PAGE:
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The Student News Site of Stony Brook University

The Statesman

The Student News Site of Stony Brook University

The Statesman

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Through the Eyes of a Volunteer: ASBO 2011

What did you do during your spring break this year? This spring break I had the chance to make 43 new friends while helping restore the environment in Pensacola, Fla.

 

Alternative Spring Break Outreach, or ASBO, gave me the opportunity to experience things I never thought possible. I made the decision to partake in ASBO at the beginning of the fall semester, because I wanted to make a difference and actually do something useful during my spring break. There were 43 other people who also participated in ASBO; this strengthened my decision because I was able to meet a variety of new people. This year was the first year in which there were two separate trips —one to New Orleans and one to Pensacola, Fla. I chose to go to Pensacola because the work we did focused more on environmental restoration. I always wanted to participate in ASBO and I am very happy I was able to. ASBO is like nothing you have experienced before.

 

To start off, the 25-hour bus ride to Florida was an experience in its own. When you are stuck on a bus for that long with so many other people, it doesn’t take long for everyone to let their walls down and reach a comfort level with each other.

 

When we arrived at Camp Timpoochee we all got situated into our cabins and immediately played volleyball and Frisbee and hung out on the beach. It was great to get to know each person on a personal level while being there. One of the best moments of ASBO was the night we all went out. It was great to see everyone hanging out. ASBO is not all fun and games though; the main reason ASBO exists is so we can help others.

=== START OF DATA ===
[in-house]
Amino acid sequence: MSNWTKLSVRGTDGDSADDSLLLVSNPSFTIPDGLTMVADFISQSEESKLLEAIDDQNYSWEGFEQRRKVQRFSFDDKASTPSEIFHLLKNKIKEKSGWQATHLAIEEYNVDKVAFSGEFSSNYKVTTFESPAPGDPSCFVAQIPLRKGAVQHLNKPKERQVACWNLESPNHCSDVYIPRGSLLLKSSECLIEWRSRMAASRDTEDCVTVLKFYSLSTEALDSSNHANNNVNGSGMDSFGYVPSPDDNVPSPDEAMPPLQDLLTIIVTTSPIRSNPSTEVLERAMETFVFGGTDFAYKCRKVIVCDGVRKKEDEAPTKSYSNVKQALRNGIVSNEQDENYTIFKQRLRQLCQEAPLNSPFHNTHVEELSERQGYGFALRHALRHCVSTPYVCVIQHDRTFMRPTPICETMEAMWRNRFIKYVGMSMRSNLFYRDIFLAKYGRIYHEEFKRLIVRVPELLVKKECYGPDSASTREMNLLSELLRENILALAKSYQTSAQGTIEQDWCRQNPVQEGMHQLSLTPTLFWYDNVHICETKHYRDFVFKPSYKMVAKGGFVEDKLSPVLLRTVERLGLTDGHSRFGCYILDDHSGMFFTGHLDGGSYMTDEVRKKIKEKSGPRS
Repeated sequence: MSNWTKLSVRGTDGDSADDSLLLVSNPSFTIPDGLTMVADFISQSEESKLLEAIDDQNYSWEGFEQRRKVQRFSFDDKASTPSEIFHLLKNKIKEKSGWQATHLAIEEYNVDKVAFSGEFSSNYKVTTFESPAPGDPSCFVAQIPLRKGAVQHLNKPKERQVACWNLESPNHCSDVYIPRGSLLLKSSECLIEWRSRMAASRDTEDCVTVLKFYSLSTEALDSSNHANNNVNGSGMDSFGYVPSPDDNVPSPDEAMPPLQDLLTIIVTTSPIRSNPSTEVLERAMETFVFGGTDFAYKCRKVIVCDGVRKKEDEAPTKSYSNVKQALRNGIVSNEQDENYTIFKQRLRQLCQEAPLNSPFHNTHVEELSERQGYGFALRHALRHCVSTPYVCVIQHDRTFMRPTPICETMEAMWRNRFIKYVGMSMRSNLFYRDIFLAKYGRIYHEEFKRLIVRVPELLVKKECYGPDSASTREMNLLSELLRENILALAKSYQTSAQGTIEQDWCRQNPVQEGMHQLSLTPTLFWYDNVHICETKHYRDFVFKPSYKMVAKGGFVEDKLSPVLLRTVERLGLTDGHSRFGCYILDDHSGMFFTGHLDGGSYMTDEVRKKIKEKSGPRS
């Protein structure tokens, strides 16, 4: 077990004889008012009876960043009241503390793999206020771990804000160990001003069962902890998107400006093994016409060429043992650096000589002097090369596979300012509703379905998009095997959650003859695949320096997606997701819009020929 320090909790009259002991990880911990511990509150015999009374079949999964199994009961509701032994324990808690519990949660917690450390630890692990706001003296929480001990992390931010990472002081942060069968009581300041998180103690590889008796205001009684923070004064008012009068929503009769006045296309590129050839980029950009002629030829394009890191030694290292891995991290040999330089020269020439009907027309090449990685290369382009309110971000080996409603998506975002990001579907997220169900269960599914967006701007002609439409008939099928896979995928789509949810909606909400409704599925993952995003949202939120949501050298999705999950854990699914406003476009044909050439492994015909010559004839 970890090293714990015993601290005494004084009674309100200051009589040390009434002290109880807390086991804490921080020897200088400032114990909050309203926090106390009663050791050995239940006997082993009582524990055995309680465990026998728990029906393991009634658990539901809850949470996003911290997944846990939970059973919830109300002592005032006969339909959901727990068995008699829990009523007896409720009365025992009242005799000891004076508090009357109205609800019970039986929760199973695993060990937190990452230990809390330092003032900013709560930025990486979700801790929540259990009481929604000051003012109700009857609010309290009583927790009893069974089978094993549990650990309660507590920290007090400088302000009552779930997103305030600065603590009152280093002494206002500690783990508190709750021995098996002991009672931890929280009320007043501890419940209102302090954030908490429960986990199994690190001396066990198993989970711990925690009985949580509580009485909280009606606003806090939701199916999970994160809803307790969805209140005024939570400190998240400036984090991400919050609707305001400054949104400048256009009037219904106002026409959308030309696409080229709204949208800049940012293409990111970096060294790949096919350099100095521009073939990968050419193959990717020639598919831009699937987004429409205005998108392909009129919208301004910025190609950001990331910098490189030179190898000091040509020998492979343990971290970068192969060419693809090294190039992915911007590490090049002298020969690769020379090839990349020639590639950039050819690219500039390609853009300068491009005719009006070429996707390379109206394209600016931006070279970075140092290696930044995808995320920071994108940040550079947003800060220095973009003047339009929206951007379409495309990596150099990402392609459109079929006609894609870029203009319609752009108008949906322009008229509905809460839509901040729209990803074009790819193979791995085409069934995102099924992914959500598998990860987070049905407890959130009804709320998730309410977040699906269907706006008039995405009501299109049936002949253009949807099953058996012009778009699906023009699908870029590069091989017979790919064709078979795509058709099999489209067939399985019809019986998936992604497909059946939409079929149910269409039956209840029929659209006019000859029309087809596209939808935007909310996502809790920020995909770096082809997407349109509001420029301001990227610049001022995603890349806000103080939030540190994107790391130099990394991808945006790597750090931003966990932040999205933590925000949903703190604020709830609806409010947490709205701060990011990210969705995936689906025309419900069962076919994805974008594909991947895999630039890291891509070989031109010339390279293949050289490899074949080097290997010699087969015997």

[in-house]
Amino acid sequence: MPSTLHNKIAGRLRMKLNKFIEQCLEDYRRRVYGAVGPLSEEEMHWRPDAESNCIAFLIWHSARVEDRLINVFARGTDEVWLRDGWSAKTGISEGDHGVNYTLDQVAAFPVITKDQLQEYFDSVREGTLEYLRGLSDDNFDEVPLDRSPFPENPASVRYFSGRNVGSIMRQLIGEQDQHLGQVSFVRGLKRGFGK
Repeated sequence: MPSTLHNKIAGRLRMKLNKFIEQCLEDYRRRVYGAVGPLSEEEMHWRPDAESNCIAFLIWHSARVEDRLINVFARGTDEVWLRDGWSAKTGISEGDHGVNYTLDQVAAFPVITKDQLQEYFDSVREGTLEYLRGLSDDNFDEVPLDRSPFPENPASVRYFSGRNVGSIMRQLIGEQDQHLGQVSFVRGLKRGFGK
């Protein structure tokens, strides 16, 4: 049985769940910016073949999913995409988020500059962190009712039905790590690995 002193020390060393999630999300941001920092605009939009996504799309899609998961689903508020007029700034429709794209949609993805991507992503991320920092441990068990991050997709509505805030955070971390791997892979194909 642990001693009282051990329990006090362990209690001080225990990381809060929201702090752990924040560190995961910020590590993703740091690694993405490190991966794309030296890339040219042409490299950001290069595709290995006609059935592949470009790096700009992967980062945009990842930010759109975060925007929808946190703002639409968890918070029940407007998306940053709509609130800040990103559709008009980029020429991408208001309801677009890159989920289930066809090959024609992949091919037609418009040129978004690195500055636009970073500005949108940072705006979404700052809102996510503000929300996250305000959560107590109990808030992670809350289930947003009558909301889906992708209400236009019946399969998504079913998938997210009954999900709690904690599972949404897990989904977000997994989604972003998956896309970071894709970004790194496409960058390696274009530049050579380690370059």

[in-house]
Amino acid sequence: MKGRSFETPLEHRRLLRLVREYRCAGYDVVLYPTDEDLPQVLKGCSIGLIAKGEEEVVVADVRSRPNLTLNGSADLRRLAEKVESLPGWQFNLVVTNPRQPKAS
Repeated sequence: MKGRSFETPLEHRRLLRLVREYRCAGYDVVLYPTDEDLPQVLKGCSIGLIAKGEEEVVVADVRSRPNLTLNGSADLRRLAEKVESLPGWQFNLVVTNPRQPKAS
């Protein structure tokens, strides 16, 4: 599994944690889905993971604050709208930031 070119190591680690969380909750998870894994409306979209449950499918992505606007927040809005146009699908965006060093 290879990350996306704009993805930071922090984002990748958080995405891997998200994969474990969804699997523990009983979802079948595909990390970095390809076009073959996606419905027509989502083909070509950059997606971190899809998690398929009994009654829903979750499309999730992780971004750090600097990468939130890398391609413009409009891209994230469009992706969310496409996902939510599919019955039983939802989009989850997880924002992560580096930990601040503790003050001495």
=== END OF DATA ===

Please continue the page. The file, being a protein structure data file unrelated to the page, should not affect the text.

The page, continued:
We had five work days during our stay in Pensacola. On two of those, we helped out at the camp we were staying at. Though the work at the camp might seem like nothing to an outsider, it made a huge differnece to those at the camp. Imagine 44 people doing the jobs that five people normally do. During the other work days we worked with different organizations, such as Community Collaborations International to help restore the coastal areas of the bay. We bagged fossilized oyster shells to build oyster reefs to help prevent erosion due to crashing waves and to give baby oyster a good place to grow. We also planted two different types of sea grass to prevent coastal erosion.

 

Knowing that we were able to help these organizations restore the environment was such a gratifying experience. Being able to see the people’s faces as we worked with them was amazing. They were so happy that we gave up our time to help them. I felt incredible that after knowing each other for such a short period of time we were able to work efficiently and contribute to restoring the coast.

 

I learned so much about myself and other people while I was in Pensacola. I learned that I could do a lot more physical labor than I thought possible. I also learned that while helping others you don’t realize how hard you are working, because all you can think about is the good you are doing. I learned that there are so many people willing to help in this world. It is not every day you find 100 students that are willing to give up their spring break to volunteer. The greatest thing I learned from this experience was how grateful people are when you help. The people we worked with and the locals we met were all thankful for the work we did and showed gratitude. I would recommend participating in ASBO to anyone who is interested in making a difference. Not only can I say I helped restore the coasts of Florida, but I now have 43 new people to say “Hi” to on campus, 43 people to grab lunch with and, most importantly, 43 new friends.

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